I gave the patient homework to gently self-stretch the neck to relax the scalenes and self-stretches for the latissimus and serratus anterior muscles.
After the sessions, the patient had immediate relief (similar reaction to previous regular massage sessions) with pain coming back. However, he noticed that he started to have some longer times without pain with re-application of the Medical Massage. Before one of the sessions, he had worked a 13-hour day, but he was pain-free the following day and at the start of our session pain level was only 2/10.
Session 6 was a milestone. The patient reported having been up for over 2 hours before realizing he had no pain in eight years! After the session, I did not see him for ten days since he went on vacation with his family, but his pain was very mild all that time. He started to enjoy regular daily activities with only mild, sometimes moderate pain and discomfort.
I saw him 2-3x times per week for four more sessions. I used the same treatment strategy. After session #10, I decided to try an extended break.
The patient was able to go six weeks with occasional but manageable mild to moderate pain. I saw him three times for 2-3 sessions/week over five months. Although stress can bring on a ” bad ” day, the patient described his improvement as “night and day”. I used the same protocol but started to add Periosteal Massage at the insertions of the affected muscles.
Adjustments to the course of treatment
The patient still experiences a rare “bad” day with pain around 6/10, and the SOB is rare but happens. This may reflect the anxiety-related activation of Serratus Anterior trigger points noted by Travell and Simons (Vol 1, p. 892). After consulting with Dr. Ross Turchaninov, I started to believe that underlying rib misalignment and intercostal nerve neuralgia may still play a role in the clinical picture due to initial spasm in serratus anterior muscle may contribute to his residual symptoms. The Medical Massage protocol I used has addressed the initial trigger decompressing posterior neck and scalene muscles, but rib misalignment due to the residual tension in serratus anterior muscle is an independent problem.
At the last visit, I closely evaluated the intercostals and found pain near the spinous process of T8 and eight intercostal space. The intercostal spaces (T7; T8, and T9)are very narrow. In hindsight, I should have evaluated the ribs more carefully initially. I did not realize the postural role of intercostal muscles. Now I know the intercostals have the postural function, and I finally realized the connection between gravity-induced pain and compromised intercostal spaces. From that perspective, I think that I am on the right path. Currently, I use the protocol for Intercostal Nerve Neuralgia to decompress intercostal spaces as a final piece of the puzzle.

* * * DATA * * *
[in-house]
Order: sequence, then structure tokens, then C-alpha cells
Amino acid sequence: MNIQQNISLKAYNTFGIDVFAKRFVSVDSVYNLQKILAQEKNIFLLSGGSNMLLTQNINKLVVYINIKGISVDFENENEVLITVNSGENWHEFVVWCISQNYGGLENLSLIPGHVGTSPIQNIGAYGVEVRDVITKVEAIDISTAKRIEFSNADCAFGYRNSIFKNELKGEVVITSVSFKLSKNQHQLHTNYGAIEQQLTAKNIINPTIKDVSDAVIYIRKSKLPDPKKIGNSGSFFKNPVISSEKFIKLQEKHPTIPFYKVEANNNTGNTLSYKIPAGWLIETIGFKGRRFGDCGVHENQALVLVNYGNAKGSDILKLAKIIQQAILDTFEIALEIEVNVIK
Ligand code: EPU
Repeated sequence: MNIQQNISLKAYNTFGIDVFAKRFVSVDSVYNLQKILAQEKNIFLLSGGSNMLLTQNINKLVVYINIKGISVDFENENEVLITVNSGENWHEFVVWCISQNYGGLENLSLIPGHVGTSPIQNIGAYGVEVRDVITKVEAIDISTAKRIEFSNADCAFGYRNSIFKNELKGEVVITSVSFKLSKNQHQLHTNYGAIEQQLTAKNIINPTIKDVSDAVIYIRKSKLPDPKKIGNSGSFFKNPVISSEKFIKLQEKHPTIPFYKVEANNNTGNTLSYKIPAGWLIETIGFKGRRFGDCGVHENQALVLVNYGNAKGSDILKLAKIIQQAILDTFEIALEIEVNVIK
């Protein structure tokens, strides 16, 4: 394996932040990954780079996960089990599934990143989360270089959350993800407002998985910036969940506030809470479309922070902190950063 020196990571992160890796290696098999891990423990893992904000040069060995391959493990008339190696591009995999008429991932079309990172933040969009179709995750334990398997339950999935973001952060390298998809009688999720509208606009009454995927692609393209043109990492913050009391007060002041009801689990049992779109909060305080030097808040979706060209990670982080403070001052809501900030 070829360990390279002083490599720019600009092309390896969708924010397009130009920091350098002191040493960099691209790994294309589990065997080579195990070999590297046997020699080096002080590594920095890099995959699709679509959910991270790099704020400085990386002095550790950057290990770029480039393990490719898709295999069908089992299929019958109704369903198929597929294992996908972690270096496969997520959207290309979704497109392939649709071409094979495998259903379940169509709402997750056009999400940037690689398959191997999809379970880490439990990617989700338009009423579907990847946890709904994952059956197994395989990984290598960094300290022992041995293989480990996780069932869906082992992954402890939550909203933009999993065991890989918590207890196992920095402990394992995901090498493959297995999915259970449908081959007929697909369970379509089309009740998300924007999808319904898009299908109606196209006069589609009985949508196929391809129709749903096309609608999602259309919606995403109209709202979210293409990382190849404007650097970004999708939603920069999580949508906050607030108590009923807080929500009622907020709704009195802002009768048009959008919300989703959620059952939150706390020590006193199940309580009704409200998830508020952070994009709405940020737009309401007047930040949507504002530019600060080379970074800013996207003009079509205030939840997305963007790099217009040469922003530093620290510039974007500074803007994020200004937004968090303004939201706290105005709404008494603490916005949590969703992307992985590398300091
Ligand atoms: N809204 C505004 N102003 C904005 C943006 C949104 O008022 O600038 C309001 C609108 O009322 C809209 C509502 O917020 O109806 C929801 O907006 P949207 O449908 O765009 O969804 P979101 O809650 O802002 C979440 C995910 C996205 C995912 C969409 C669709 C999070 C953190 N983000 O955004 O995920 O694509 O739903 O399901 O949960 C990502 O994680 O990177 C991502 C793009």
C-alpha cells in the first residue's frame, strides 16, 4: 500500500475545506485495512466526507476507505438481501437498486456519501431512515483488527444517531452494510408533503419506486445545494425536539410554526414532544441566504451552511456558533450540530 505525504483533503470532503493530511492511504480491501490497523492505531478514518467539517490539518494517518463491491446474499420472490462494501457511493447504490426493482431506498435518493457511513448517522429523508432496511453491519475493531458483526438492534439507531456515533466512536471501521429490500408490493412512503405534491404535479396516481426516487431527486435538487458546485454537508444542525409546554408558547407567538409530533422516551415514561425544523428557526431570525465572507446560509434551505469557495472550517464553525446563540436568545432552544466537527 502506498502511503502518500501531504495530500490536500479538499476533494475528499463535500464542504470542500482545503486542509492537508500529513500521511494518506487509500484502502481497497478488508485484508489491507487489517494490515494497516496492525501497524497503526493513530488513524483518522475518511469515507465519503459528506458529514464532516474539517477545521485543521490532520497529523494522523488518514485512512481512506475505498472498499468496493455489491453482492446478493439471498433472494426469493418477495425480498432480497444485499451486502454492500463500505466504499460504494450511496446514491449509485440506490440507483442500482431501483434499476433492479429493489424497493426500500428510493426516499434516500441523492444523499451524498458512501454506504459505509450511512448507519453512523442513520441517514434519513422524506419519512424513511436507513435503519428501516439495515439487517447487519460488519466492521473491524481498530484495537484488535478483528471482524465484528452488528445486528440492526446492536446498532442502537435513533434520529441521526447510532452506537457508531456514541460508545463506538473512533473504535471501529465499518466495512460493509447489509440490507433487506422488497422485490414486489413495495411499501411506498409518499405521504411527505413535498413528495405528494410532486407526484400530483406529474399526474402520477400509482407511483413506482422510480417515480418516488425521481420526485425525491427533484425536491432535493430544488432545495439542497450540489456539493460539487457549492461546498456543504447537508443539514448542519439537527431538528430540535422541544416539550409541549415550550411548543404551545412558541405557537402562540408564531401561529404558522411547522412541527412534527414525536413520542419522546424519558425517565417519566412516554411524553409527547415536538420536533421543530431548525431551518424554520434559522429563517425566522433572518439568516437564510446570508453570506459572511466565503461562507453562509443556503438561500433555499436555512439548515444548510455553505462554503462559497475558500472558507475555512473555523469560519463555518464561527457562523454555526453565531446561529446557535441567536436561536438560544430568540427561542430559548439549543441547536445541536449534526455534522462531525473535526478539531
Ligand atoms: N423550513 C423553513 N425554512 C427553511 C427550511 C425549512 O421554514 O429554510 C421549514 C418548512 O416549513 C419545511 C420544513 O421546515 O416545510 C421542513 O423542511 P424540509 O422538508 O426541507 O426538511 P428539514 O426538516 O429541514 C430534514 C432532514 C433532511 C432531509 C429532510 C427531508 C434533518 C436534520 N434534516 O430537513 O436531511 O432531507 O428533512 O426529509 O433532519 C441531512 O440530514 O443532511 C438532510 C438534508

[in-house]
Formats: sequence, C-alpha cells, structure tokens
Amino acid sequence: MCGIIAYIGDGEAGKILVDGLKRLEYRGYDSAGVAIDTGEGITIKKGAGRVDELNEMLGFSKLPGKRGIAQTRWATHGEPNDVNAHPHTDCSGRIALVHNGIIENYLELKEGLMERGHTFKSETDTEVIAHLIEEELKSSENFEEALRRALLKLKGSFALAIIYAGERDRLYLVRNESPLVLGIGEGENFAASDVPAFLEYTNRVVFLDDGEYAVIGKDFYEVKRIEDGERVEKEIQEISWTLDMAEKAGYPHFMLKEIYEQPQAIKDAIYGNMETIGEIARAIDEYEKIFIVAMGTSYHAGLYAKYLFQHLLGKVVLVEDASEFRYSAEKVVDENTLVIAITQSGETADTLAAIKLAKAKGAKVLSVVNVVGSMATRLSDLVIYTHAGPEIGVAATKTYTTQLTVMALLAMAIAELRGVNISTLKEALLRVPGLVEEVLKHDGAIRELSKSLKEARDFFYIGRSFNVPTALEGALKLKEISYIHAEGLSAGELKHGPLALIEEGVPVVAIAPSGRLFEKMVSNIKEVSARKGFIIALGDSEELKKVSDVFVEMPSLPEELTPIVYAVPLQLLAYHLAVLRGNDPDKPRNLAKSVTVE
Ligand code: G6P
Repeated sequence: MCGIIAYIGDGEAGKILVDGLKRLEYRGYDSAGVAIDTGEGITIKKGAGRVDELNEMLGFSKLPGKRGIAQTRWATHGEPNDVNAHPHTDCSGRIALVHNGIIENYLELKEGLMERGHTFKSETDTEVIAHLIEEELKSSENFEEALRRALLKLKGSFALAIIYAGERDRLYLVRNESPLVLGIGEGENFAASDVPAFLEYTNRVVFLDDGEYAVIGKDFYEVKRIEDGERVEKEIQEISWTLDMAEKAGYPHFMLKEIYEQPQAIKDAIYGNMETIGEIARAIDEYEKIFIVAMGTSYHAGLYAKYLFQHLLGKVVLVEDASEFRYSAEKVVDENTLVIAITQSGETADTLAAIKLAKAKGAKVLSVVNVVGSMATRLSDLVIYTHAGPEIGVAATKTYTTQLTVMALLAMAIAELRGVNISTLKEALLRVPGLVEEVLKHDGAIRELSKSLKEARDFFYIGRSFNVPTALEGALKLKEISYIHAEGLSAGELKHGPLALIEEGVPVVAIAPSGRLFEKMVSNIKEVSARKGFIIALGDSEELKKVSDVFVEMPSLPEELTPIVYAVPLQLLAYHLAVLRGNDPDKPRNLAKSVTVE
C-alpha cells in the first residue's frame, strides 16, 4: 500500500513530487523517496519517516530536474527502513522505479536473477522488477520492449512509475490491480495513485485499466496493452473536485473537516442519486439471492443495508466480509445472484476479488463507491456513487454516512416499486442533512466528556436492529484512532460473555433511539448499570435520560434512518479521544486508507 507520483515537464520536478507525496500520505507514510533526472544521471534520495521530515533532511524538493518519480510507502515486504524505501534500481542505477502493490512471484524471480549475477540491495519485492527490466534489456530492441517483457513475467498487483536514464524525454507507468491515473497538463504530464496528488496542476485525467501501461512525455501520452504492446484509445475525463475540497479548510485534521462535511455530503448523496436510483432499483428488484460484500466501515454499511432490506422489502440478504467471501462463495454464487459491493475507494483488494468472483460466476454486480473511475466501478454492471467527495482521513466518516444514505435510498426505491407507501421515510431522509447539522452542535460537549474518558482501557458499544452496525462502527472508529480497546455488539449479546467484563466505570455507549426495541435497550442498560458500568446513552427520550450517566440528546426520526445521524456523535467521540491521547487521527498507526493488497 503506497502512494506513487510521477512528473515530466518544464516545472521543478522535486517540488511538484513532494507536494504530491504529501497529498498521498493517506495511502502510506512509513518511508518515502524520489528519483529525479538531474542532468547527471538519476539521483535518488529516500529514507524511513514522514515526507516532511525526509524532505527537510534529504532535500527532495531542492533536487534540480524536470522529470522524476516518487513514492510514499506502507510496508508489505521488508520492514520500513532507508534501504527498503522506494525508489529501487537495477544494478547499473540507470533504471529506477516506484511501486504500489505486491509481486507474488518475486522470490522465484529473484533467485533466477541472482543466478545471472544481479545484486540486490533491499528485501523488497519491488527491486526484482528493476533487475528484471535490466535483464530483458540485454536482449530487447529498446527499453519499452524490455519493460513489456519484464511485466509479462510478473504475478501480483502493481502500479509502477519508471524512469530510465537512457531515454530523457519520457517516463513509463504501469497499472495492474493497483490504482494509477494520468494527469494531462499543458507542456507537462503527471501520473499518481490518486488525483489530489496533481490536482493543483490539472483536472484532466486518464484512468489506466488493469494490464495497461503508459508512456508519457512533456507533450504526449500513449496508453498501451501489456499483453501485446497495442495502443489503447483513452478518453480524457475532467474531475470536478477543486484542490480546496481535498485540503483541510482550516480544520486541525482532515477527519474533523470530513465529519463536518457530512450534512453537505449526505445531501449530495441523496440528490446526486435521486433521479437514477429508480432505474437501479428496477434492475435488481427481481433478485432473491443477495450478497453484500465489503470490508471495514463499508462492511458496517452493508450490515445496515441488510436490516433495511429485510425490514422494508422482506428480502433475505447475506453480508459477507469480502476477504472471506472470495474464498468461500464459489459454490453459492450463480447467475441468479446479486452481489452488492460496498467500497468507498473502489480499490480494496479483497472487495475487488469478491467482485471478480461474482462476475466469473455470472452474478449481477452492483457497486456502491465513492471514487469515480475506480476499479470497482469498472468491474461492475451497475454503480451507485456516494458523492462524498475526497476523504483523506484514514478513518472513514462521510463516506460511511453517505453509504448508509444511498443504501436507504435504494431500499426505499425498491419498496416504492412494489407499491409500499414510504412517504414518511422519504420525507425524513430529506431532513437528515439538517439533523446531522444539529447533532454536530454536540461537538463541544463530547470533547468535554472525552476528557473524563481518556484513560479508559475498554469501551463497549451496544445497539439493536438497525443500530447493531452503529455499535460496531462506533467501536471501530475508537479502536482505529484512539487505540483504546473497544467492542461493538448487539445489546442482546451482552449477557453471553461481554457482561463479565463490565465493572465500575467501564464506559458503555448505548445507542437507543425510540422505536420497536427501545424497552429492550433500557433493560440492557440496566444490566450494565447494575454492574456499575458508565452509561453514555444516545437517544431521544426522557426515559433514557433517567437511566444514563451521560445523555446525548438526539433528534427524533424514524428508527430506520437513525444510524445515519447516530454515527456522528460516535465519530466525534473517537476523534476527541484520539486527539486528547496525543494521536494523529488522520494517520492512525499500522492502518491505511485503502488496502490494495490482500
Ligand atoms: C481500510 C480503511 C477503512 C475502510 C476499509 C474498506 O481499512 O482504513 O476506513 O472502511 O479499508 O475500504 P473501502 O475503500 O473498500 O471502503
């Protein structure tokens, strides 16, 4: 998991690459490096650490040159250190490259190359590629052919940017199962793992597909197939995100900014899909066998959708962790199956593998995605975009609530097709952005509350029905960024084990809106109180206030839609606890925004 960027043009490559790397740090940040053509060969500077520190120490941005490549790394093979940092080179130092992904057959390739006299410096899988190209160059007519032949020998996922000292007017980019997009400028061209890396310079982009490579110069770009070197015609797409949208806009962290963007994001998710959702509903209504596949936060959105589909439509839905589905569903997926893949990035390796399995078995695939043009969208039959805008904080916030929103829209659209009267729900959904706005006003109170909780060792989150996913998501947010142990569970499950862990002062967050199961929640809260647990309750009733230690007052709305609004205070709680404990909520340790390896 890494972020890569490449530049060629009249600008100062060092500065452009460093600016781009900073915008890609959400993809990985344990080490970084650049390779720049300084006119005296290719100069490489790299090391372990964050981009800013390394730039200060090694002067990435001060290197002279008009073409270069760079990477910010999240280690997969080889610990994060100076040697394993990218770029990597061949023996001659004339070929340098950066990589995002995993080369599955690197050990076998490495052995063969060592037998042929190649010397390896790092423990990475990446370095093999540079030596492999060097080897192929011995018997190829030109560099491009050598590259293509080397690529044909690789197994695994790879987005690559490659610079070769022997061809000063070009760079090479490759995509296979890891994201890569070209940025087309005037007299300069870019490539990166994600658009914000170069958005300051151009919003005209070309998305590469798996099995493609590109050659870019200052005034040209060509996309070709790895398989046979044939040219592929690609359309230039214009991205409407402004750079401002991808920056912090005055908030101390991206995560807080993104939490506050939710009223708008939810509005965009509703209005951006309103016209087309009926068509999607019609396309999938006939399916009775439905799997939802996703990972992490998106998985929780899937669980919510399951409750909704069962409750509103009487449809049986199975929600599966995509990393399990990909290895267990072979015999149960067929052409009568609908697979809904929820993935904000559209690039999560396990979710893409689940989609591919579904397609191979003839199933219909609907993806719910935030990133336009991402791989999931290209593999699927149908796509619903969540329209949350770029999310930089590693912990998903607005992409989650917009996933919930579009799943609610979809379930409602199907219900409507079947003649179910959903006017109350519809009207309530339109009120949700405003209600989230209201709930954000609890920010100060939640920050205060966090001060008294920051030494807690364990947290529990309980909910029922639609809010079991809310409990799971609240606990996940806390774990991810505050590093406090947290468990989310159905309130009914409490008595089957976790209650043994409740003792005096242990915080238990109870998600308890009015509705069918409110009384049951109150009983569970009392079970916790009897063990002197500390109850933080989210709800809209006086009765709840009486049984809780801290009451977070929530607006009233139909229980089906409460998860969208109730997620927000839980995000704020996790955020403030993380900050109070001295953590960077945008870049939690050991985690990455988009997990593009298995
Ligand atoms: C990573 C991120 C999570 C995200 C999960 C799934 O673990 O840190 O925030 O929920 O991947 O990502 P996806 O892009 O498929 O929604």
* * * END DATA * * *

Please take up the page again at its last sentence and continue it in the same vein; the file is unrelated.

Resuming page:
A former biologist, the natural world has always fascinated me. But after 10 years in environmental science, I found myself drawn to working more closely with people and soon trained as a massage therapist. I have since spent 22 years doing massage in a variety of settings, but primarily in hospital-based practices in North and South Carolina.
Doing wellness and therapeutic massage over the years was rewarding, but the goal of getting clinically stable results was elusive. I always valued and tried to practice clinical methods, but something was missing. In addition to my practice, I have also taught an entry-level (science-based) massage program at the local community college for the past 10 years.
At some point in this journey, I found the Science of Massage Institute, and the missing pieces started to materialize. I explored the video library, read the journal, and followed Dr. Ross Turchaninov for years. I applied information gleaned as best I could with my clients. And I utilized SOMI in the classroom to provide a solid foundation in the science of massage and how massage actually works.
Wanting to be a more effective therapist, I finally embarked on the Medical Massage Certification process. After much learning—and unlearning—I am proud to be certified by SOMI! I wish someone had introduced medical massage to me when I was in school, so I plan to continue doing that for my students. I work alongside a former student who specializes in manual lymphatic drainage, and we are building a thriving clinical practice in Spartanburg SC. I will continue to study with Dr. Ross Turchaninov and Dr. Cullers as often as possible as I continue to learn. Thank you, Dr. Ross Turchaninov, and everyone at SOMI for this new chapter in my career!
To contact MassageNetics clinic please use phone 864-214-5963, or our website: MassageNetics.com
Category: Case Studies
Tags: 2022 Issue #1